Born in China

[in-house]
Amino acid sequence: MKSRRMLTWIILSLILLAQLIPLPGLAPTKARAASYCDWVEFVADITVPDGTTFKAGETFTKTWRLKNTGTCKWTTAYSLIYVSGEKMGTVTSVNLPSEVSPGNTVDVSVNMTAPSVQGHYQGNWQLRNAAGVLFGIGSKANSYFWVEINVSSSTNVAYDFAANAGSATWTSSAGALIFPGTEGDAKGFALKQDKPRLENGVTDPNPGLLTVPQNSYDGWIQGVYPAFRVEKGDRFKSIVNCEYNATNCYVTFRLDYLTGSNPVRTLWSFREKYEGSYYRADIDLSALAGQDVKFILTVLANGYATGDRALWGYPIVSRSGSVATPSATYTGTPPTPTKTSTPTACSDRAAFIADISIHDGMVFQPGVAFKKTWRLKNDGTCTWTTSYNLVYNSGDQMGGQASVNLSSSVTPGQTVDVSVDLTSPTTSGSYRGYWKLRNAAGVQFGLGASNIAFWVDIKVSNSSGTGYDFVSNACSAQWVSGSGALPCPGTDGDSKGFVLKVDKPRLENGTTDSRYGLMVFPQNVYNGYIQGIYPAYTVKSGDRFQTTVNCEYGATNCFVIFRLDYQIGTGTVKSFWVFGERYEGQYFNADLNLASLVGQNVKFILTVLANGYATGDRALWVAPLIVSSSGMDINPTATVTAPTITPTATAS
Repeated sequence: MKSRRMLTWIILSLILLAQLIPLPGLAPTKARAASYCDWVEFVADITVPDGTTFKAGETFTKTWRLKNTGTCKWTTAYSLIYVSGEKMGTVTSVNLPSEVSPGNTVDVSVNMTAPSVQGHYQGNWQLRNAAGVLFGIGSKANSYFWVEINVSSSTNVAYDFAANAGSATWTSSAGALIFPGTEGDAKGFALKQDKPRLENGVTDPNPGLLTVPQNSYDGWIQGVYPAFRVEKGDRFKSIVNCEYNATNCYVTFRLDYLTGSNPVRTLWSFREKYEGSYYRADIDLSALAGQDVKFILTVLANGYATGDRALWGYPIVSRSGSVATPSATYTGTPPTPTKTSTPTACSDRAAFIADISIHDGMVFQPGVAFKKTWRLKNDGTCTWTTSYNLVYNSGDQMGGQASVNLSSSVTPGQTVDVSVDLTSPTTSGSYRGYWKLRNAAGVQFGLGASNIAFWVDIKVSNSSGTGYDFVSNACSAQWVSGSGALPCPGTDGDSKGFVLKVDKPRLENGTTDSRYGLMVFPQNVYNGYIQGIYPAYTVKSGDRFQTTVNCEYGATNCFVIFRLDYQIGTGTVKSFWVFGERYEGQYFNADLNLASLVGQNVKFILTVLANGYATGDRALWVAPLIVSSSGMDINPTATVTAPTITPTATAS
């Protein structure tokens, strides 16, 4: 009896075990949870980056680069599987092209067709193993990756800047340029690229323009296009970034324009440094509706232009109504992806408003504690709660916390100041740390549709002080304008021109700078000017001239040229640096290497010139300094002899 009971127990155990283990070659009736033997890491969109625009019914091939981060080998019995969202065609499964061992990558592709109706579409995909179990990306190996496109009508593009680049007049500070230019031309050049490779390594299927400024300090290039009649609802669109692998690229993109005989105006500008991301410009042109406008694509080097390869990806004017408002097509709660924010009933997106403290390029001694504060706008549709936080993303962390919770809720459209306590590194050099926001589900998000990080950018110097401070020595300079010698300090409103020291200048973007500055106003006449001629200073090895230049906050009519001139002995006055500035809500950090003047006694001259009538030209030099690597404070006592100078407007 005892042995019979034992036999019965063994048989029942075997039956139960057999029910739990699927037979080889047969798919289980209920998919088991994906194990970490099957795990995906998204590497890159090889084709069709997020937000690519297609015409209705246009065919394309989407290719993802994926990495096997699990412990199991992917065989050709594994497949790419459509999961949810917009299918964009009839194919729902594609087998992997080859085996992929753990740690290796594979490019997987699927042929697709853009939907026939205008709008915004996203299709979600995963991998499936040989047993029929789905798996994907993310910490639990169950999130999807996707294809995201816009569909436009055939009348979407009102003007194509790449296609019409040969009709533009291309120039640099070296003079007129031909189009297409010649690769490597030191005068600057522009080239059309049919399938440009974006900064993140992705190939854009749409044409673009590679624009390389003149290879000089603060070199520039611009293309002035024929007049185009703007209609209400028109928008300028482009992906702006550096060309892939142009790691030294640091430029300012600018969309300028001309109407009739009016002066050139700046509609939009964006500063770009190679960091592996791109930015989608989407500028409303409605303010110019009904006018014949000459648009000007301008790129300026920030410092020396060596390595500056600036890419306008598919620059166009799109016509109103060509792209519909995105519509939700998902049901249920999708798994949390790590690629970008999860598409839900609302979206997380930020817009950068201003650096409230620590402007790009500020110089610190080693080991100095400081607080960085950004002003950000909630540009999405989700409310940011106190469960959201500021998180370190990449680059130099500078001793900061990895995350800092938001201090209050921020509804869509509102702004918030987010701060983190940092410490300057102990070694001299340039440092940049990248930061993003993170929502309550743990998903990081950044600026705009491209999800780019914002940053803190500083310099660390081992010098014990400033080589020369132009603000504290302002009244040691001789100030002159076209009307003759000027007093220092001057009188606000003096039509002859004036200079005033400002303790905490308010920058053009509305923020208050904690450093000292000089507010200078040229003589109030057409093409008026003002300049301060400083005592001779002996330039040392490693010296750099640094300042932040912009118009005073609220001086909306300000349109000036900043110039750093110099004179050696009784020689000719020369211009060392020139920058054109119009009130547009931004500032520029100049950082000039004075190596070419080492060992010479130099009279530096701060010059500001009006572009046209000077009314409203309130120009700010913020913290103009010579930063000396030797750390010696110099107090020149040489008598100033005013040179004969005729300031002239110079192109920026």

I arrived at the theatre about ten minutes before “Born in China” was to start.  The photography was remarkable, although they gave us too many clouds.  This documentary shows us the stories of panda bears, monkeys, and snow leopards.  We see humorous moments, like the pandas trying to scratch an itch, and the panda cub stumbling down the hill.  The monkey feels sibling jealousy and hangs out with a group of lost boys, bringing to mind the movie from the 1980s with Kiefer Sutherland.  Are the filmmakers trying to teach us some sort of lesson about growing up?  If they are, they are being rather annoying.  The snow leopard segment is rather disturbing, as it is a story of survival that brings to mind Jack London.  The mother of the cubs has to go out and kill in order for them to continue living, and it certainly isn’t easy.  I was a bit irritated with the filmmakers giving names to the animals and showing them as nearly human.  I don’t know why the filmmakers had to give us this philosophy of the circle of life.  They must not be scientists if they are making such statements.  The ending credits showed a glimpse of the making of the movie.  It seemed that at times the monkey were too familiar with the filmmakers.  They also seemed to sit around waiting for a long time for the weather to change.  This documentary wasn’t as meaningful to me as “The Living Desert” and “The Vanishing Prairie” were to me when I was a child.  The world of animals is so exciting when you’re young.  I wished for a different approach for this movie.  I wondered if they used drones for some shots.  If you find pandas adorable and monkey interesting for their intelligence, you might want to have a look at this movie.  I imagine it’s better on a big screen than on television.  I went over to the record store on Record Store Day.  The only good item that had left was the box set of Randy Newman, which I didn’t want to buy for $100.  I heard the news that Erin Moran had died.  It was quite disturbing to hear, because she was not much older than I am now.  According to the Brandon Brooks Rewind radio segment for April 23, the Ash Grove at 8162 Melrose Avenue in West Los Angeles was destroyed by a fire in 1969.  In 1987, Carole King sue Lou Adler for breach of contract, asking for $400,000 and rights to her recordings.  In 1995, Howard Cosell died in Manhattan at age 77 of a cardiac embolism.  In 2002, Jerry Lee Lewis announced that he and his sixth wife Kerrie were divorcing after 17 years of marriage.

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